This photo has been used for illustrative purpose only.
Gulf Today Report
Many people in Britain, particularly students, are having a tough time grappling with the coronavirus pandemic.
Some colleges have told students to self-isolate in their rooms and follow lectures virtually.
An earlier report said students at residential halls at Manchester Metropolitan University had to self-isolate for 14 days after 127 tested positive for COVID-19.
But this self-isolation rule has come with challenges. It carries the disadvantage of leaving pupils isolated when they have made few friends and raising questions over their tuition fees.
In a new development, students at the University of Bristol spent more than a week in self-isolation with dark bedrooms, having to wait until their self-isolation period had finished for their lights to be fixed.
One of the students told The Independent their flat had no main lights in bedrooms for days in October – with their room naturally going “pitch black” from around 3pm onwards.
They were faced with this problem while self-isolating, with one person from the 10-bed flat testing positive for coronavirus.
The University of Bristol said the issue was scheduled to be fixed when the students were out of self-isolation, after it was confirmed each student had a lamp in their bedroom and the flat had electricity.
Despite this and still having working lights in their shared kitchen, the Bristol student, who wanted to stay anonymous, said it was not easy to be without working main lights in bedrooms during this time.
“We had little lamps, but it was so hard for us,” they said. “We’d wake up and we do work in the morning as much as we could.”
“Once it hit around 3pm, we would come into the kitchen, and we’d be like, ‘I can’t do any work now’.”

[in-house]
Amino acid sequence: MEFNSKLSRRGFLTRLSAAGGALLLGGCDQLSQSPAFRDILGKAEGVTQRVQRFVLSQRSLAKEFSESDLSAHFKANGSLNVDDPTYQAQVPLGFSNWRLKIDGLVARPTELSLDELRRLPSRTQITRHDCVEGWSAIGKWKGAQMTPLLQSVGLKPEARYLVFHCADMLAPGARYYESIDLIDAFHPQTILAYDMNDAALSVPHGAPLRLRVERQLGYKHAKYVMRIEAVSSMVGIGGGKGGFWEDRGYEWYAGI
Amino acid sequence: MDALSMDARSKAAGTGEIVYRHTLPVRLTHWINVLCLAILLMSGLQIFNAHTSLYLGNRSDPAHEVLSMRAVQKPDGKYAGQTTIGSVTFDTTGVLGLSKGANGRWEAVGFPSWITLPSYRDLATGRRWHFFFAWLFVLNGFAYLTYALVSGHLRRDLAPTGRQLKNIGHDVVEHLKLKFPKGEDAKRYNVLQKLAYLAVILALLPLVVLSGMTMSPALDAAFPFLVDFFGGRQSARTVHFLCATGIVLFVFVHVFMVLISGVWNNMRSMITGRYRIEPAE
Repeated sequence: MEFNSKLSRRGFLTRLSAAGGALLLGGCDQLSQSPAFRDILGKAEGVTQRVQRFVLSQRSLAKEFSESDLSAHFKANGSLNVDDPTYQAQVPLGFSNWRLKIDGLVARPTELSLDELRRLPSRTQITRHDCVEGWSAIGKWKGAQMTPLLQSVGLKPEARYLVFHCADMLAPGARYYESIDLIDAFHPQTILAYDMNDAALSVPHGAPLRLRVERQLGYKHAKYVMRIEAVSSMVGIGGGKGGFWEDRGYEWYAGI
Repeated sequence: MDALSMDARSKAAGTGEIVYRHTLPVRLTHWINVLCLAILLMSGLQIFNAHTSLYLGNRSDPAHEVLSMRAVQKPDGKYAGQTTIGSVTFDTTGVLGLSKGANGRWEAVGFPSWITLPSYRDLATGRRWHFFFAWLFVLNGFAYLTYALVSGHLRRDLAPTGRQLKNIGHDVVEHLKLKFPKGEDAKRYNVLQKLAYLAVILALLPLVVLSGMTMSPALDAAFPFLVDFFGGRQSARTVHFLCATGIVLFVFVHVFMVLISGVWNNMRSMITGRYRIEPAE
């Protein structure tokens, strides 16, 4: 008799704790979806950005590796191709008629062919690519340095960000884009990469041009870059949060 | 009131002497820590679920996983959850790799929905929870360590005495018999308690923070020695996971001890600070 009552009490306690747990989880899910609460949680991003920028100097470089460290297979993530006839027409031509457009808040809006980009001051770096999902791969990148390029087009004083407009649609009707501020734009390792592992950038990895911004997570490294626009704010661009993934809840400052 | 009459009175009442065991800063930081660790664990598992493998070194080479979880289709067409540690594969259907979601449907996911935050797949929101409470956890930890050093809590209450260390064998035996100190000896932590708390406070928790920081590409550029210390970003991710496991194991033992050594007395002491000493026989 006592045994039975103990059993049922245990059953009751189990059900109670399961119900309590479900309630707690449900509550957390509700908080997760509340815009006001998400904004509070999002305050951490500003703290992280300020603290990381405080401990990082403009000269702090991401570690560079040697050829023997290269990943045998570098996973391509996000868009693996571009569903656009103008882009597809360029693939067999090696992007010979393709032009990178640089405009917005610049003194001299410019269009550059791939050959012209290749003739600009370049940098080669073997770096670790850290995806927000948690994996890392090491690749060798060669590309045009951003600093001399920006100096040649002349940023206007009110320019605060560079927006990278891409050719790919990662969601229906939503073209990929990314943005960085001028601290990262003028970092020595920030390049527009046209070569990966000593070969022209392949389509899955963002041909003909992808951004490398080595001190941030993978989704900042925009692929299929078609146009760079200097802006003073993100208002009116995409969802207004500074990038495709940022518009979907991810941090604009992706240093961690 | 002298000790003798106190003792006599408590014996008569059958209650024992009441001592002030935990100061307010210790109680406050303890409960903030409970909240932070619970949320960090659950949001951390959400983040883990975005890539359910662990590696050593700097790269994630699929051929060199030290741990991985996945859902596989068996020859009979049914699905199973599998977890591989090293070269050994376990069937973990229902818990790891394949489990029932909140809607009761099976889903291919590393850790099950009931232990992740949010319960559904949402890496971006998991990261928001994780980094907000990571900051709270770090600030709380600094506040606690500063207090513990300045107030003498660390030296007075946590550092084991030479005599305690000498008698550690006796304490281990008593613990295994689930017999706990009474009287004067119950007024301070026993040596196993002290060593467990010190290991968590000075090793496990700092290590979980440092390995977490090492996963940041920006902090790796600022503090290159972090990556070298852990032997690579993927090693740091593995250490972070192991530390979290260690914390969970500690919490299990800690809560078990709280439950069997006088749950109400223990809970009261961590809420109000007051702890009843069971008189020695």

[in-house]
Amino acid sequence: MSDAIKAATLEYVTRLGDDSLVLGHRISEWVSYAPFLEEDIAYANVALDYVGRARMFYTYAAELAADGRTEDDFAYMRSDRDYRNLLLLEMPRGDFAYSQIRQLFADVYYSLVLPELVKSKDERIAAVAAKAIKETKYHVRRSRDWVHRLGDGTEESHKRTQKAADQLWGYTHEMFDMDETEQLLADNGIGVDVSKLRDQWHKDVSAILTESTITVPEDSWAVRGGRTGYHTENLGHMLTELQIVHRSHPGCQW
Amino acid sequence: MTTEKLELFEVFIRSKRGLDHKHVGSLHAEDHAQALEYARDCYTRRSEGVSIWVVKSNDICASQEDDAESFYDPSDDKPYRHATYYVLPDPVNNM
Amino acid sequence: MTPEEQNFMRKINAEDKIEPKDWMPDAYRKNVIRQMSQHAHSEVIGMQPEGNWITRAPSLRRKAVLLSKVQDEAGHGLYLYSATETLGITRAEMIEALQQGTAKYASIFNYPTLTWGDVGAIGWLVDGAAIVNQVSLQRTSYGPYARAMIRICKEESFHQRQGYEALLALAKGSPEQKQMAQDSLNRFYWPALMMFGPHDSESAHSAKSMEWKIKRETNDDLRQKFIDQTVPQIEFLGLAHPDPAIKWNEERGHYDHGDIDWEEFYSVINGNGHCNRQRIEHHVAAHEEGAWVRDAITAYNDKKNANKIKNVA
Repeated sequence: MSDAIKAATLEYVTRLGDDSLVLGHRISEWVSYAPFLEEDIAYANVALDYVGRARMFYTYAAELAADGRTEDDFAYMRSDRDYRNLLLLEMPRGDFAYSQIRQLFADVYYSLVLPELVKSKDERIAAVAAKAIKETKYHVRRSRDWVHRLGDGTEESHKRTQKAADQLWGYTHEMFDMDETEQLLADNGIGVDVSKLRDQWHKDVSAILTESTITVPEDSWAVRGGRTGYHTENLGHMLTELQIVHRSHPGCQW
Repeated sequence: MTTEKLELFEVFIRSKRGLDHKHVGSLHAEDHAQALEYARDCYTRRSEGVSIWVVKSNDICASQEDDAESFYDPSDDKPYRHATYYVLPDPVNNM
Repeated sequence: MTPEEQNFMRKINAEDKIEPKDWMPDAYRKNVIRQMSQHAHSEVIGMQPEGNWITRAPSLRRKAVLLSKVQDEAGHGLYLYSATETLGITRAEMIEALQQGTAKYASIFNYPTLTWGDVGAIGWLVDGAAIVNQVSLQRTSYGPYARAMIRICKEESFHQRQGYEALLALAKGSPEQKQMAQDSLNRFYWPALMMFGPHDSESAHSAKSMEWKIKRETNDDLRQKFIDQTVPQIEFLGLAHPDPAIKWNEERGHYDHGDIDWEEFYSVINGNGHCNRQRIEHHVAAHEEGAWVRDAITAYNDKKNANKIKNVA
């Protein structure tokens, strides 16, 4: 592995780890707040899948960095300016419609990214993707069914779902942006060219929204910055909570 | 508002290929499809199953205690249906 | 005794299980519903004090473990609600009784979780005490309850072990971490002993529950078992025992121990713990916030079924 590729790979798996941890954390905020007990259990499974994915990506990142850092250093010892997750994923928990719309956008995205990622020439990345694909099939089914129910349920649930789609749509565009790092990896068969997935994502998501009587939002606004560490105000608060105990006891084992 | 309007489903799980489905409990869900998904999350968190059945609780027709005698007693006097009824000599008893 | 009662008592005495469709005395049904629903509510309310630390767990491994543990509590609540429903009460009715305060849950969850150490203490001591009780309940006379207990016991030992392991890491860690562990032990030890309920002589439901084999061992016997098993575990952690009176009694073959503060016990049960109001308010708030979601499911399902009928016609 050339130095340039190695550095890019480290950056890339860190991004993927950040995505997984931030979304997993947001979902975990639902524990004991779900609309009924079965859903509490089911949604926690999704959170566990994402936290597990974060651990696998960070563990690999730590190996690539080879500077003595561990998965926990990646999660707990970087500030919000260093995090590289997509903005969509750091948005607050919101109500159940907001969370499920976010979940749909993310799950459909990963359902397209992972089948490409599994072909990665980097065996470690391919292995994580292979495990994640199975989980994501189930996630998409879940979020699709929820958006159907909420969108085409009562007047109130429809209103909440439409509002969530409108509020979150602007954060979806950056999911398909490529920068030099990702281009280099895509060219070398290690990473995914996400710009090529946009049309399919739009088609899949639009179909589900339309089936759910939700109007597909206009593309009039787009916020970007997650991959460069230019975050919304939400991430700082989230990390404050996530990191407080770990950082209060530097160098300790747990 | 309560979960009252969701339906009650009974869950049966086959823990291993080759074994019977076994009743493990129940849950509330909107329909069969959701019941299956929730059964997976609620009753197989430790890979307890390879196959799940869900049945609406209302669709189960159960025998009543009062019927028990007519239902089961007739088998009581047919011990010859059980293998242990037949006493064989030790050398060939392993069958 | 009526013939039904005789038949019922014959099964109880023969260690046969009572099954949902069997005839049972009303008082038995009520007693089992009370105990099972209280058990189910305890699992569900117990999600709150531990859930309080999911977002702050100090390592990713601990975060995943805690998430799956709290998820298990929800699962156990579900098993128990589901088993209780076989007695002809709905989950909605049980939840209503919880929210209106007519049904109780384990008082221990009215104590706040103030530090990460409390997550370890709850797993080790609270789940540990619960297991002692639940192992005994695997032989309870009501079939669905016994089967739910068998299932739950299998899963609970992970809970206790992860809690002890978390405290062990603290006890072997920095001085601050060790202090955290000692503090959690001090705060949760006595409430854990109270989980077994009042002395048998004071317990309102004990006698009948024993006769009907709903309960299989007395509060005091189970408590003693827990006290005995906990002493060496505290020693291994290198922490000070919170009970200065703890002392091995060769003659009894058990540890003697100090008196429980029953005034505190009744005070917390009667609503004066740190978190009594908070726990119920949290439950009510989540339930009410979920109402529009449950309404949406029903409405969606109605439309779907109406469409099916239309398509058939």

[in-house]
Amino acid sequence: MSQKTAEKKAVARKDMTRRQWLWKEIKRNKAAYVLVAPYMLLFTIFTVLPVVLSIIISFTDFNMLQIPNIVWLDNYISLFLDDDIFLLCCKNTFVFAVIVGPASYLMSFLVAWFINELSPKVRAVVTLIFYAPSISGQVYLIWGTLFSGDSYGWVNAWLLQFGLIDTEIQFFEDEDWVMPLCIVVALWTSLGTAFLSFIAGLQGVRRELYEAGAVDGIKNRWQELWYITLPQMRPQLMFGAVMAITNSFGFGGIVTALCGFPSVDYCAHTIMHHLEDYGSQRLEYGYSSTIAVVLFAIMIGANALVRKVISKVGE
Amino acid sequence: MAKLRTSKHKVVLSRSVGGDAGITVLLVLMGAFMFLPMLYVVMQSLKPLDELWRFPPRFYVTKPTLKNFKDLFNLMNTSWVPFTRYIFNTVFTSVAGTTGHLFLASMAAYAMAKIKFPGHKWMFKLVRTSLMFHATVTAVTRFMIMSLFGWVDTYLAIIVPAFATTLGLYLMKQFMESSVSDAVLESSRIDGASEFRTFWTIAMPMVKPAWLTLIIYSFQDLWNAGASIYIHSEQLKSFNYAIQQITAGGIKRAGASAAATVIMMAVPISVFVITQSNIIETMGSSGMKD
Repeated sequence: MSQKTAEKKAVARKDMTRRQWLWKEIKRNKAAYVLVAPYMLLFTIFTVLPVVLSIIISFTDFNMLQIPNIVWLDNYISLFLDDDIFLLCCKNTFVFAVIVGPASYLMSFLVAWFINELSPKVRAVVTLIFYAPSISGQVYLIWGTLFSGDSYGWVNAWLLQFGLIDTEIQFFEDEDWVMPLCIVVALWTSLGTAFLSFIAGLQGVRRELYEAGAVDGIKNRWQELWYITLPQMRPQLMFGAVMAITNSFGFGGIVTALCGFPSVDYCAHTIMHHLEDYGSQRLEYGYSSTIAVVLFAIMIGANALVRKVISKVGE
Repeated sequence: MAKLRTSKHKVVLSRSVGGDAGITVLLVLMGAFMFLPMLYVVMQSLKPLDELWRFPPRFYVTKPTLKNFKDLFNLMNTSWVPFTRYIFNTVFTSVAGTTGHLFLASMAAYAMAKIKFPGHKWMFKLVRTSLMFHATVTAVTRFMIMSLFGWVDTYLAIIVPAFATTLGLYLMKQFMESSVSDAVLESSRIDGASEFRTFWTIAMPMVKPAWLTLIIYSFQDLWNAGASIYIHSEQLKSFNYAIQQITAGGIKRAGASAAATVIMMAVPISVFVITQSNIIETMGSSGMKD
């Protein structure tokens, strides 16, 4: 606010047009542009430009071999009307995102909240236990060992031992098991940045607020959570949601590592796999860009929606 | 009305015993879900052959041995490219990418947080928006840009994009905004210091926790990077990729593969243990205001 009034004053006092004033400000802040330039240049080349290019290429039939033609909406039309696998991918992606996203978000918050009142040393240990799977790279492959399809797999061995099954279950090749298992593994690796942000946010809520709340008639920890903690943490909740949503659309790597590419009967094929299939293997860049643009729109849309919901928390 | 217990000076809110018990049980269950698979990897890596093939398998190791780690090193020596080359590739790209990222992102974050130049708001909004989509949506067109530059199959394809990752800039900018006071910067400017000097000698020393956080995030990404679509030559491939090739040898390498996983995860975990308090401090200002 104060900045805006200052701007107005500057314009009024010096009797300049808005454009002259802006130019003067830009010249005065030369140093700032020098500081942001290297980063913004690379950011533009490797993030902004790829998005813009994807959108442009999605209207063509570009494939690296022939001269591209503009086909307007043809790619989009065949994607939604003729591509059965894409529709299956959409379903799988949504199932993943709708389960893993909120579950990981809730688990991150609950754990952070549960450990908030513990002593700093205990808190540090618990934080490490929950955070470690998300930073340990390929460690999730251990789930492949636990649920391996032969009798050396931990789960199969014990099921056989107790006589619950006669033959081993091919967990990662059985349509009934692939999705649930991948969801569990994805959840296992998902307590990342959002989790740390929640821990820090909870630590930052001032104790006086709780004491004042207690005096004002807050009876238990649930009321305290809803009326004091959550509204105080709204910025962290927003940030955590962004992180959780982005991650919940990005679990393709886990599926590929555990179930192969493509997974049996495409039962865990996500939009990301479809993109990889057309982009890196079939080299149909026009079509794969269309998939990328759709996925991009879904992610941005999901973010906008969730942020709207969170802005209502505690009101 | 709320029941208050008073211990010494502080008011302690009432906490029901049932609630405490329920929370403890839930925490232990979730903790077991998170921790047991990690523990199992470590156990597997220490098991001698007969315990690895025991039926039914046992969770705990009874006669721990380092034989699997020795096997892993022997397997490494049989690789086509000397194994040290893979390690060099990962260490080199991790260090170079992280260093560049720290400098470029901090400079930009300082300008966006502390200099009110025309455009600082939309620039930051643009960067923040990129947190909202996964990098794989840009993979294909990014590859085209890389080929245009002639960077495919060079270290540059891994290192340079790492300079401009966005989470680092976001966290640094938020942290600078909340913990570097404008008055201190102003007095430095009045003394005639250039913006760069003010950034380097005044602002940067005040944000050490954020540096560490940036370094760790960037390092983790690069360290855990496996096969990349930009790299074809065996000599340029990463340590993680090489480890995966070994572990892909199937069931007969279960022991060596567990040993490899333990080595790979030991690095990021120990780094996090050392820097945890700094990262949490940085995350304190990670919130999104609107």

'It was so dark'
An image shared with The Independent shows one of the bedrooms being lit up by only a lamp in a corner, which is being shone across a desk with books strewn across it.
The University of Bristol and accommodation provider Unite Students said in a joint statement: “In order to help prevent the spread of coronavirus, maintenance staff will only access accommodation where students are self-isolating due to a positive test result for priority (Category 1) health and safety issues.”
This includes issues like flooding, lift entrapment, and fire alarm system failure, they said.
“All non-urgent maintenance issues are scheduled to be investigated once all residents have completed their period of isolation,” their statement said.
The issue in the Orchard Heights flat started with a power cut while people living there were self-isolating, one of the students told The Independent.
The student said they were visited by maintenance staff, who came into their shared kitchen, looked at the fuse box and said the issue was with one of their bedrooms, but could not be fixed at the time due to a positive Covid case in the flat.
Their bedroom lights were switched off to manage the problem until their self-isolation period was over, when it would be properly fixed, they said.
“We face a car park, so there was literally no light in our room once the afternoon came,” the student told The Independent.
They said when the flat started self-isolating, everyone was “pretty disheartened anyway” as their flat “isn’t massive” and none of them really liked studying in their room.
“But then, when it was so dark, having the motivation to actually get up and do work, without a change of scenery, was just really hard,” the student said.
Bristol University and Unite Students said it is protocol for non-urgent maintenance issues to be scheduled to be investigated once residents have finished self-isolating.
“In this instance at Orchard Heights, there were multiple students self-isolating within the flat, one of whom had had a positive test result,” their joint statement said.
“Maintenance staff initially assessed the issue on 13 October, and attempted to help the students resolve it remotely. However, it became apparent further work was needed.
“After confirming the flat had electricity and that each student had a lamp in their room, the necessary work was scheduled for after the students’ period of isolation, which ended on 20 October.”
“The maintenance issue was fully resolved on 21 October and Unite Students had verbal agreement from the students at the time that they were satisfied with this response.”
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